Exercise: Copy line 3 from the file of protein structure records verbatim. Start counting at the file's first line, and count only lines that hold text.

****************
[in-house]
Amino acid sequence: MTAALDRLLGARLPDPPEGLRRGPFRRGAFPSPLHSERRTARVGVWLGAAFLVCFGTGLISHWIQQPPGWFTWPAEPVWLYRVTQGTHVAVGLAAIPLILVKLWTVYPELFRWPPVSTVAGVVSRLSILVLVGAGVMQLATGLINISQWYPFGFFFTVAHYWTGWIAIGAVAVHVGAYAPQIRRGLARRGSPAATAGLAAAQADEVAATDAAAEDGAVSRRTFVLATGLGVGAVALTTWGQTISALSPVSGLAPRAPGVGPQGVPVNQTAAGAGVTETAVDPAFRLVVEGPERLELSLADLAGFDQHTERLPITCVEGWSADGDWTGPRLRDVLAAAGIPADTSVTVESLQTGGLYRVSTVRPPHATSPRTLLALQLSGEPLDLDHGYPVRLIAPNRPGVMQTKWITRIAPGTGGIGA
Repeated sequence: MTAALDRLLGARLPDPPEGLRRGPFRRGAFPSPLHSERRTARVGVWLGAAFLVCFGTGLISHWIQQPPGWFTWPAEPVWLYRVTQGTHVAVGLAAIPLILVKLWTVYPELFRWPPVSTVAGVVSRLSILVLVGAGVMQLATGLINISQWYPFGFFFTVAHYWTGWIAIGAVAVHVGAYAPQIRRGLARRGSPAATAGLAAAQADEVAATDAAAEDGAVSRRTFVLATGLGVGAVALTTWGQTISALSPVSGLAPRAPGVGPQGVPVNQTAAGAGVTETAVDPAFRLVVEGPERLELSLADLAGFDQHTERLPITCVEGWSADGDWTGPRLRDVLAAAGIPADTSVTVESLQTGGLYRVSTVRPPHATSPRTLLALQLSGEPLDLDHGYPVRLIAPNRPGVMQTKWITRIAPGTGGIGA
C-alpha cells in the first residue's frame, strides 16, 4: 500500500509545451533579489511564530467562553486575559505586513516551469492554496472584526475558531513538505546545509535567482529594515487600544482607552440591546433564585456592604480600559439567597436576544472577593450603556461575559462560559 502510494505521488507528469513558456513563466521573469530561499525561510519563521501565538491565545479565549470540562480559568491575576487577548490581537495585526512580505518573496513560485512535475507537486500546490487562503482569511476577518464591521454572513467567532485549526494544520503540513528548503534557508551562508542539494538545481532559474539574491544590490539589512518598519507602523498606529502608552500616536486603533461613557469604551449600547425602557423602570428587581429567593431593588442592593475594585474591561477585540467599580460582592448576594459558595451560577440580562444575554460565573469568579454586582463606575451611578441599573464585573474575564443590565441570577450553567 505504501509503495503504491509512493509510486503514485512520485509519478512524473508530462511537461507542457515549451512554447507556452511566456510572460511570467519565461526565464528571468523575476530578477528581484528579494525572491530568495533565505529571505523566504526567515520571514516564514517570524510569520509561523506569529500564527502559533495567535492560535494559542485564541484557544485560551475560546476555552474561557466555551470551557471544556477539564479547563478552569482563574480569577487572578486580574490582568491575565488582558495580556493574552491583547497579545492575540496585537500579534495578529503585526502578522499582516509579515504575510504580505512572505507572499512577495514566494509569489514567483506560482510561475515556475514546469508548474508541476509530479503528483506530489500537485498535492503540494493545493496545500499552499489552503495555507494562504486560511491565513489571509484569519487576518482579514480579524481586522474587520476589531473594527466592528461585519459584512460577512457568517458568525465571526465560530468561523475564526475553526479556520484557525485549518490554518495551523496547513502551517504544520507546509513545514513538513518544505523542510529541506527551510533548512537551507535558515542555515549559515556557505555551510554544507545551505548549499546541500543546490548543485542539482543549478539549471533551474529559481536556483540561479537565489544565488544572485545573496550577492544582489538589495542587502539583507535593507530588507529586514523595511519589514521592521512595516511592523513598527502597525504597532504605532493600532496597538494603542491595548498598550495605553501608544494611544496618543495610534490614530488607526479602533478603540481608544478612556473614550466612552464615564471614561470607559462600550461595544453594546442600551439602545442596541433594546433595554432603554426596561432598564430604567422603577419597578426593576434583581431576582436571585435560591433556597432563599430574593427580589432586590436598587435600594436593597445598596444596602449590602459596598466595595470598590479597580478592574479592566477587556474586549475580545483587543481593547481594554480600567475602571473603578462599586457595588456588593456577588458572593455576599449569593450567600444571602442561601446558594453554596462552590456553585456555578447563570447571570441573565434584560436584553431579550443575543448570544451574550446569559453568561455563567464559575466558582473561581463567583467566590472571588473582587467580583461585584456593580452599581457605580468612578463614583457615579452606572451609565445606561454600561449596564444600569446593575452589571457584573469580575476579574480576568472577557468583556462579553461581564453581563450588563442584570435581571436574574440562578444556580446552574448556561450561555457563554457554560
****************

Repeated sequence: MTAALDRLLGARLPDPPEGLRRGPFRRGAFPSPLHSERRTARVGVWLGAAFLVCFGTGLISHWIQQPPGWFTWPAEPVWLYRVTQGTHVAVGLAAIPLILVKLWTVYPELFRWPPVSTVAGVVSRLSILVLVGAGVMQLATGLINISQWYPFGFFFTVAHYWTGWIAIGAVAVHVGAYAPQIRRGLARRGSPAATAGLAAAQADEVAATDAAAEDGAVSRRTFVLATGLGVGAVALTTWGQTISALSPVSGLAPRAPGVGPQGVPVNQTAAGAGVTETAVDPAFRLVVEGPERLELSLADLAGFDQHTERLPITCVEGWSADGDWTGPRLRDVLAAAGIPADTSVTVESLQTGGLYRVSTVRPPHATSPRTLLALQLSGEPLDLDHGYPVRLIAPNRPGVMQTKWITRIAPGTGGIGA